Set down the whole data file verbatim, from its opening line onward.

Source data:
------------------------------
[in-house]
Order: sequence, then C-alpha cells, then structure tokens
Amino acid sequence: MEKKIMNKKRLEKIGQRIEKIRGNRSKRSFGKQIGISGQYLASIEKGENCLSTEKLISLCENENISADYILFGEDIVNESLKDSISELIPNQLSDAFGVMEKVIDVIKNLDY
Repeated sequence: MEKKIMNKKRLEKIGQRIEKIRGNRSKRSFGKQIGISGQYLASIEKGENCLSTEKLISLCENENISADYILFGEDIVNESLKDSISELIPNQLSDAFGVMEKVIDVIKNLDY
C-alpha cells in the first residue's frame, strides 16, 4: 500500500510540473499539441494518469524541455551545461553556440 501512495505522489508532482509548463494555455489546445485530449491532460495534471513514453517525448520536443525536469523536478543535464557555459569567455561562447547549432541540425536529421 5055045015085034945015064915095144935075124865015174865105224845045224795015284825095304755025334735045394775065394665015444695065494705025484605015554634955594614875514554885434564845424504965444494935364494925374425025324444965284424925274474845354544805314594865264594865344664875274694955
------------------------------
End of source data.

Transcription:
[in-house]
Order: sequence, then C-alpha cells, then structure tokens
Amino acid sequence: MEKKIMNKKRLEKIGQRIEKIRGNRSKRSFGKQIGISGQYLASIEKGENCLSTEKLISLCENENISADYILFGEDIVNESLKDSISELIPNQLSDAFGVMEKVIDVIKNLDY
Repeated sequence: MEKKIMNKKRLEKIGQRIEKIRGNRSKRSFGKQIGISGQYLASIEKGENCLSTEKLISLCENENISADYILFGEDIVNESLKDSISELIPNQLSDAFGVMEKVIDVIKNLDY
C-alpha cells in the first residue's frame, strides 16, 4: 500500500510540473499539441494518469524541455551545461553556440 501512495505522489508532482509548463494555455489546445485530449491532460495534471513514453517525448520536443525536469523536478543535464557555459569567455561562447547549432541540425536529421 5055045015085034945015064915095144935075124865015174865105224845045224795015284825095304755025334735045394775065394665015444695065494705025484605015554634955594614875514554885434564845424504965444494935364494925374425025324444965284424925274474845354544805314594865264594865344664875274694955